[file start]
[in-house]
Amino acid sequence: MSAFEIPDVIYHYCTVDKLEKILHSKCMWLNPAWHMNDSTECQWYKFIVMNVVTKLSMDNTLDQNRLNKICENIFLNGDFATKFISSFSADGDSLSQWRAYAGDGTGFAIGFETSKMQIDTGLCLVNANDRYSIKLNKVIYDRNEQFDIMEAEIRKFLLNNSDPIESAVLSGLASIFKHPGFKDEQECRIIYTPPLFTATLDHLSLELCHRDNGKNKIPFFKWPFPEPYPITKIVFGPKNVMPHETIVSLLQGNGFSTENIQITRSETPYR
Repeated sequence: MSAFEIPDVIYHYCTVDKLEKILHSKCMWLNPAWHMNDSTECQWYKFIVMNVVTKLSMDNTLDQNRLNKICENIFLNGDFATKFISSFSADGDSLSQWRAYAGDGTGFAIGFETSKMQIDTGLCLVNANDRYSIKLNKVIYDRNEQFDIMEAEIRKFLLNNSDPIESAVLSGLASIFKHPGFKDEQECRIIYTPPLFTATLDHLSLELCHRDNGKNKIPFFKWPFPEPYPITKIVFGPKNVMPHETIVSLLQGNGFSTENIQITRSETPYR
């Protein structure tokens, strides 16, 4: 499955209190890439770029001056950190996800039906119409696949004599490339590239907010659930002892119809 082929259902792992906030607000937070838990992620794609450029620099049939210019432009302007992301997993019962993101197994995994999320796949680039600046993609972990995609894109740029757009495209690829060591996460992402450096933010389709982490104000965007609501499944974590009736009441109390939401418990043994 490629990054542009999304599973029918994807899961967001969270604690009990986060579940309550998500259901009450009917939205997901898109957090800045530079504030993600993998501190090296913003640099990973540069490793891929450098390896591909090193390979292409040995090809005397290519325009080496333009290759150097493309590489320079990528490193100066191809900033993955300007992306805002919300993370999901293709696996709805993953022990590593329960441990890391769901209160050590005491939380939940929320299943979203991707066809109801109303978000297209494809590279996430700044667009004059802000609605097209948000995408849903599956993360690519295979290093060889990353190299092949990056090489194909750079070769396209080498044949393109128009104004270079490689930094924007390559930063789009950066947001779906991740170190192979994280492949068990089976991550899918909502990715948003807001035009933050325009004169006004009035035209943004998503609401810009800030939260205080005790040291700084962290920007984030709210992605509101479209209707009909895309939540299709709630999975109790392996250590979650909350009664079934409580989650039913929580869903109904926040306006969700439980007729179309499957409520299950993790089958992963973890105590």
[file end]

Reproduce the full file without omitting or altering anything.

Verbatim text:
[in-house]
Amino acid sequence: MSAFEIPDVIYHYCTVDKLEKILHSKCMWLNPAWHMNDSTECQWYKFIVMNVVTKLSMDNTLDQNRLNKICENIFLNGDFATKFISSFSADGDSLSQWRAYAGDGTGFAIGFETSKMQIDTGLCLVNANDRYSIKLNKVIYDRNEQFDIMEAEIRKFLLNNSDPIESAVLSGLASIFKHPGFKDEQECRIIYTPPLFTATLDHLSLELCHRDNGKNKIPFFKWPFPEPYPITKIVFGPKNVMPHETIVSLLQGNGFSTENIQITRSETPYR
Repeated sequence: MSAFEIPDVIYHYCTVDKLEKILHSKCMWLNPAWHMNDSTECQWYKFIVMNVVTKLSMDNTLDQNRLNKICENIFLNGDFATKFISSFSADGDSLSQWRAYAGDGTGFAIGFETSKMQIDTGLCLVNANDRYSIKLNKVIYDRNEQFDIMEAEIRKFLLNNSDPIESAVLSGLASIFKHPGFKDEQECRIIYTPPLFTATLDHLSLELCHRDNGKNKIPFFKWPFPEPYPITKIVFGPKNVMPHETIVSLLQGNGFSTENIQITRSETPYR
């Protein structure tokens, strides 16, 4: 499955209190890439770029001056950190996800039906119409696949004599490339590239907010659930002892119809 082929259902792992906030607000937070838990992620794609450029620099049939210019432009302007992301997993019962993101197994995994999320796949680039600046993609972990995609894109740029757009495209690829060591996460992402450096933010389709982490104000965007609501499944974590009736009441109390939401418990043994 490629990054542009999304599973029918994807899961967001969270604690009990986060579940309550998500259901009450009917939205997901898109957090800045530079504030993600993998501190090296913003640099990973540069490793891929450098390896591909090193390979292409040995090809005397290519325009080496333009290759150097493309590489320079990528490193100066191809900033993955300007992306805002919300993370999901293709696996709805993953022990590593329960441990890391769901209160050590005491939380939940929320299943979203991707066809109801109303978000297209494809590279996430700044667009004059802000609605097209948000995408849903599956993360690519295979290093060889990353190299092949990056090489194909750079070769396209080498044949393109128009104004270079490689930094924007390559930063789009950066947001779906991740170190192979994280492949068990089976991550899918909502990715948003807001035009933050325009004169006004009035035209943004998503609401810009800030939260205080005790040291700084962290920007984030709210992605509101479209209707009909895309939540299709709630999975109790392996250590979650909350009664079934409580989650039913929580869903109904926040306006969700439980007729179309499957409520299950993790089958992963973890105590």